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Today's Mortgage Rates in New Mexico

Today’s mortgage and refinance rates plus current home buying and refinance advice for New Mexico residents

Buying a home in New Mexico

New Mexico state law has two disclosure requirements, the second of which is unusual. The main purpose is to make sure buyers don’t get a big shock after the purchase of their new home.
  1. In New Mexico, a seller must provide a prospective buyer with a disclosure form listing any and all material defects of which they have knowledge. A seller who knows the plumbing on the second floor has a leak, or there is rising damp behind the refrigerator in the kitchen, must inform the buyer. The disclosure requirements are detailed in New Mexico Statutes § 47-13, which is more commonly known as the Real Estate Disclosure Act. Many buyers still commission a home inspection to check for undisclosed or unknown defects
  2. New Mexico law states that a seller of a property must inform a buyer of any information about future tax burdens the buyer may or may not be aware of as the new owner of the home (New Mexico Statutes § 47-13-4)

Refinancing a home in New Mexico

New Mexicans only rarely have more problems refinancing than people in other states. For the vast majority, the process is straightforward. One exception applies to those who have a second mortgage through the New Mexico Mortgage Finance Authority (MFA). Those are often home equity loans given to first-time buyers to top up their original down payment needs. A problem may arise if the homeowner wants to keep the MFA loan when he or she wishes to refinance his or her main mortgage.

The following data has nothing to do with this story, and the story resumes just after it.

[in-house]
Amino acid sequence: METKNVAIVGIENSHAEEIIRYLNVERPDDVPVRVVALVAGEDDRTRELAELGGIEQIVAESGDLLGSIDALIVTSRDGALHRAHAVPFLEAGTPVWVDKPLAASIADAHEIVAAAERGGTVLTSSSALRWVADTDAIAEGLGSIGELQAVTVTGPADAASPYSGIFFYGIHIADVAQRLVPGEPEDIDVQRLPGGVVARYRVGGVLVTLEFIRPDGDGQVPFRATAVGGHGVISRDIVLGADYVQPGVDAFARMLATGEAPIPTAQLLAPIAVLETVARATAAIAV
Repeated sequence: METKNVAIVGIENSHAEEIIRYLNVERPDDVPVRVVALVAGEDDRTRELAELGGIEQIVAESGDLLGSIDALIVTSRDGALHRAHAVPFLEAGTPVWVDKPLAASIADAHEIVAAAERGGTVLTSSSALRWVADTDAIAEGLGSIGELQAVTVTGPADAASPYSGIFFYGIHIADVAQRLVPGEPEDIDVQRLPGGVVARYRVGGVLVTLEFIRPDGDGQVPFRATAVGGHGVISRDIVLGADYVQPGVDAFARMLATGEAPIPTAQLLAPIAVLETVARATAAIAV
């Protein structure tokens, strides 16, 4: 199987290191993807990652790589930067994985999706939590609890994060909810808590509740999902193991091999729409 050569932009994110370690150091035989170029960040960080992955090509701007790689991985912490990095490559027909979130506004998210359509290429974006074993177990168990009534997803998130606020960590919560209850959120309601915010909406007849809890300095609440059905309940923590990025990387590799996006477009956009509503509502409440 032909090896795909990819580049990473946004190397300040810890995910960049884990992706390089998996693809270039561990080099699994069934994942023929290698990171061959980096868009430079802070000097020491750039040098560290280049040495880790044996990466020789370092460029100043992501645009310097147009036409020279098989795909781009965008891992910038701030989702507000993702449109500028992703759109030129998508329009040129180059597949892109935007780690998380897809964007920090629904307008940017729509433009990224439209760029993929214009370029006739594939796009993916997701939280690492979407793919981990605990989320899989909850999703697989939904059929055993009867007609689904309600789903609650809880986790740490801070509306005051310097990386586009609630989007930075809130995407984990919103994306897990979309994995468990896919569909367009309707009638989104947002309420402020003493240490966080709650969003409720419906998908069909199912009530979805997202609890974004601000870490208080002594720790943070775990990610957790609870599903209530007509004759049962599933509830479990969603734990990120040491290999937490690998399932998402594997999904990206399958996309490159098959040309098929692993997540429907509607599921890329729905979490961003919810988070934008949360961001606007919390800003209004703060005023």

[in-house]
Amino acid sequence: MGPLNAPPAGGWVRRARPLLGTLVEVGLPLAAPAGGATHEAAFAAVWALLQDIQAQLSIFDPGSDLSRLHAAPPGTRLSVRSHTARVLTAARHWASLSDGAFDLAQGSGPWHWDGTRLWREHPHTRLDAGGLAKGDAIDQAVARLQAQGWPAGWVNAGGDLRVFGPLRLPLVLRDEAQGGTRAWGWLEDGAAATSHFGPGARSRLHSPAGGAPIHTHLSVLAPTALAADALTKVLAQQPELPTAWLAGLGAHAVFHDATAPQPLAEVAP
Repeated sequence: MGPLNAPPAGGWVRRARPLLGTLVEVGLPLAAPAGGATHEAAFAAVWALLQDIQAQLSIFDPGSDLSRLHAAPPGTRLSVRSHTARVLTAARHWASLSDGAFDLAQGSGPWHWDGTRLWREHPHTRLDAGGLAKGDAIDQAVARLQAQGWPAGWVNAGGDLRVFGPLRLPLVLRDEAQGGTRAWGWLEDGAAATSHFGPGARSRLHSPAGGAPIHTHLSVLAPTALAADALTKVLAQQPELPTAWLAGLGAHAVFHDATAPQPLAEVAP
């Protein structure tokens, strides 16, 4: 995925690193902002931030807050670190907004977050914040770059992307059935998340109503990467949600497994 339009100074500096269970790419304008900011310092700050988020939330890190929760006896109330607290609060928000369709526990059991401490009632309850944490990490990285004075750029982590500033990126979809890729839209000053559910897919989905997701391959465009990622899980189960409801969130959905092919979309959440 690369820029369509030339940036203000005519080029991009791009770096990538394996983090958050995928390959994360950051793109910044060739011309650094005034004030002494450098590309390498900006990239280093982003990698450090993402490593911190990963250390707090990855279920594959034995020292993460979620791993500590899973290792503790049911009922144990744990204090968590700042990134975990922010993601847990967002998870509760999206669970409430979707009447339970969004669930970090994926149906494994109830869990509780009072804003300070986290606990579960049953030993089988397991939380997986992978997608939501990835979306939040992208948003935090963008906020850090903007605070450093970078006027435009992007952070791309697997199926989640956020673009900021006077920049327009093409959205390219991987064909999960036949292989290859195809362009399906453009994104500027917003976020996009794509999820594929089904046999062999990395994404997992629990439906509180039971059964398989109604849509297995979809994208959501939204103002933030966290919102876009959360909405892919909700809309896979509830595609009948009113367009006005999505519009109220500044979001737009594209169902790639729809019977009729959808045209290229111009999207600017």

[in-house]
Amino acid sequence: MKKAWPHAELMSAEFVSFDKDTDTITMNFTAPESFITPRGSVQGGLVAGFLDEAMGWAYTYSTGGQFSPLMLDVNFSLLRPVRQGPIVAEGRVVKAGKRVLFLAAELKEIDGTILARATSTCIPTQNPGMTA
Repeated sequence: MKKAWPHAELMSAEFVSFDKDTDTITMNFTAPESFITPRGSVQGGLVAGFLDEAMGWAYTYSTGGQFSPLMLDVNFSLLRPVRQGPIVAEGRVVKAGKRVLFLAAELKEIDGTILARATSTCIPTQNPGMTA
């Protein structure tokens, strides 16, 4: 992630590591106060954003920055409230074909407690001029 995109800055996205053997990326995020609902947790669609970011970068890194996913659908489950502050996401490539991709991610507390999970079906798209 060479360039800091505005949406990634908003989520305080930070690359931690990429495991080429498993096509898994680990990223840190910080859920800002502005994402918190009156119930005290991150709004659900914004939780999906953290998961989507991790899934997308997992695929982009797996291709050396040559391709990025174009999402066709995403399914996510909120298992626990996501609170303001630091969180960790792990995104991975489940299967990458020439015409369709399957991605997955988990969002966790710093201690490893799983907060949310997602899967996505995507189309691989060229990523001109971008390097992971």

That’s because, unlike many lenders of home equity products, the MFA routinely refuses "subordination" requests. Subordination has to do with who holds the "first lien" rights, which pretty much all mortgage lenders insist must be the lender of the main mortgage. You can see why: The first-lien holder gets the first bite of the cherry if things go wrong with a loan. Other lenders get only the leftovers. Generally, if you have an MFA second mortgage you won’t be able to refinance — unless you roll up the MFA loan within your new mortgage. Few, if any, lenders of main mortgages will accept a second-lien slot.


The MFA does make exceptions in case of hardship. It defines those as: "Need for emergency home improvements; unforeseen medical needs and/or expenses; a situation that prevents foreclosure on the borrower’s first mortgage such as loss mitigation loan modification; a hardship created through divorce or legal separation; Imminent Default, or other special circumstances that may be approved by MFA." If you’re affected, check out the MFA’s website for more details.

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